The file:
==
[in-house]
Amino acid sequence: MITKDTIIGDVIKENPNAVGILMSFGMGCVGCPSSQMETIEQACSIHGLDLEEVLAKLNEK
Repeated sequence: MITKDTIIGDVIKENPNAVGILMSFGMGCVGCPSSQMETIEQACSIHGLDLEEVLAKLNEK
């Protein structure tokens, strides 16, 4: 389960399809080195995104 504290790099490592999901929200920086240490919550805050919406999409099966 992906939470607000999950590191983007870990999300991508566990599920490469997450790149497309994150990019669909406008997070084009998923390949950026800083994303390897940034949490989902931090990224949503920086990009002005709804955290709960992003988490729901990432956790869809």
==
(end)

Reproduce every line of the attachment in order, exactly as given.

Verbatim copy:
[in-house]
Amino acid sequence: MITKDTIIGDVIKENPNAVGILMSFGMGCVGCPSSQMETIEQACSIHGLDLEEVLAKLNEK
Repeated sequence: MITKDTIIGDVIKENPNAVGILMSFGMGCVGCPSSQMETIEQACSIHGLDLEEVLAKLNEK
């Protein structure tokens, strides 16, 4: 389960399809080195995104 504290790099490592999901929200920086240490919550805050919406999409099966 992906939470607000999950590191983007870990999300991508566990599920490469997450790149497309994150990019669909406008997070084009998923390949950026800083994303390897940034949490989902931090990224949503920086990009002005709804955290709960992003988490729901990432956790869809």